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Panos D. Prevedouros

Sunday, May 30, 2004


Don’t get jammed up
with fixed transit idea


Traffic congestion is evidence of social and economic vitality: Empty streets and roads are signs of failure."

"Automobiles are central to metropolitan life and efforts to manage congestion must accept this fact."

Brian Taylor, University of California at Los Angeles professor of urban planning and director of the Institute of Transportation Studies, advanced these ideas in his 1996 "Rethinking Traffic Congestion." I propose one more:

"Congestion is a self-limiting problem. Perennial paralyzing traffic gridlock is a myth."

Taylor's first proposition means that a congested transportation system is indicative of a city that is a major activity center where much economic and social interaction takes place. Busy streets are a byproduct of the high level of human interaction. We should be happy we live in such a vibrant city.

Taylor's second proposition means that automobiles are tools people use to participate in all the activities that large cities have to offer and their use is the result of rational decision-making. When a segment of the San Francisco Oakland Bay Bridge collapsed during the 1989 Loma Prieta earthquake, people switched to Bay Area Rapid Transit or other routes. Soon after its reopening, traffic levels on the bridge returned to previous levels. Calamity did not have a lasting benefit on fixed mass transit.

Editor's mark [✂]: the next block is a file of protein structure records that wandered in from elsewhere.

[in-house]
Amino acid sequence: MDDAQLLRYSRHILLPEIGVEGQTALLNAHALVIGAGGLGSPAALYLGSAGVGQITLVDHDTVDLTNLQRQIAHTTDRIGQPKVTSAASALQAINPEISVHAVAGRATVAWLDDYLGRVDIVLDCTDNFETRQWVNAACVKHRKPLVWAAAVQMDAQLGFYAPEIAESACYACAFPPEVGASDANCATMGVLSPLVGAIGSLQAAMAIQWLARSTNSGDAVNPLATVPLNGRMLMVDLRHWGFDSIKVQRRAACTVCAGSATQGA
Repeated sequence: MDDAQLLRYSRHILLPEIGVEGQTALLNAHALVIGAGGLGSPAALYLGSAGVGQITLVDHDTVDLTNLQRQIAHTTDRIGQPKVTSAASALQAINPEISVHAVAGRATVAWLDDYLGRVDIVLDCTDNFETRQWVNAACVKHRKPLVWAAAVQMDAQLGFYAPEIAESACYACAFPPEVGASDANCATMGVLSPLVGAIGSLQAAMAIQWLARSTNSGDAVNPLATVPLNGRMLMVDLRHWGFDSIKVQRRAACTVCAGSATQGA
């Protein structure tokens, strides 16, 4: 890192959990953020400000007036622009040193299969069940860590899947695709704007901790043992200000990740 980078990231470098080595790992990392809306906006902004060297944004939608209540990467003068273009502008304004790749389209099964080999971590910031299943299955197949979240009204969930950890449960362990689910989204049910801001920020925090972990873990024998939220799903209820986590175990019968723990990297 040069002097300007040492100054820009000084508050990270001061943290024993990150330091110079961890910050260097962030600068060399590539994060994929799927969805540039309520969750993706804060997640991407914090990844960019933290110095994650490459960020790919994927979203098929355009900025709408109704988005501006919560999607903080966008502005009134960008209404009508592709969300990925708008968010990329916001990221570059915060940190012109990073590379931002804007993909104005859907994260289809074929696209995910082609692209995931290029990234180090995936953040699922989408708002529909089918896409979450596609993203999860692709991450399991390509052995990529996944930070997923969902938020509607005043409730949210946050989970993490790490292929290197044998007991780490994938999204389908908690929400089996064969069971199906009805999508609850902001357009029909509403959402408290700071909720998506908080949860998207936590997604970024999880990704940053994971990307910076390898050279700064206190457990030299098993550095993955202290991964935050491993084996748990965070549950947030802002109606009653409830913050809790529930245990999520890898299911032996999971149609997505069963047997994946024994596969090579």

Most large American cities have street capacities and residential-area densities far different from those of European and Asian cities. Failure to understand this, as well as the utility of automobiles and the limitations of fixed transit, leads to ineffective attempts to improve a city's transportation system.

Honolulu is built around the use of flexible transportation. Government policies foster urban sprawl and low-density development in places such as Ewa Beach, Kapolei, Makakilo, Waikele, Mililani and Hawaii Kai. Most residential areas on Oahu depend on flexible modes such as private vehicles, buses and taxis for transportation.

The third proposition may go against short-term conventional wisdom, but it is historically indisputable. Modern American cities, many larger than Honolulu, were predicted to reach gridlock. That was in the 1970s. More than 30 years later, those cities have comparable congestion levels and in fact the congestion has decreased on corridors with new highways -- much like the reduction of congestion on Likelike Highway after the H-3 freeway opened.

Large cities have kept traffic congestion in check despite their marginal or failing fixed transit systems and growing populations. They did it by building highways and by using traffic engineering and demanding management solutions along with the development of bedrooms and jobs in the suburbs.

Census data show that in 1995 the number of vehicles became equal to the number of drivers in the United States and vehicles have exceeded drivers ever since. The United States reached automobile ownership saturation nearly 10 years ago. Automobile sales may be strong, but this only reflects the desire of people to own multiple personal vehicles tailored to their lifestyles. Each driver can drive only one vehicle at a time. The excess remain parked.

Plans for fixed mass transit projects as solutions to traffic congestion are unnecessary and threats of impending gridlock in Honolulu are improbable. They only help to divert efforts and resources from realistic and effective solutions.


Panos D. Prevedouros is associate professor of transportation engineering at the University of Hawaii-Manoa.

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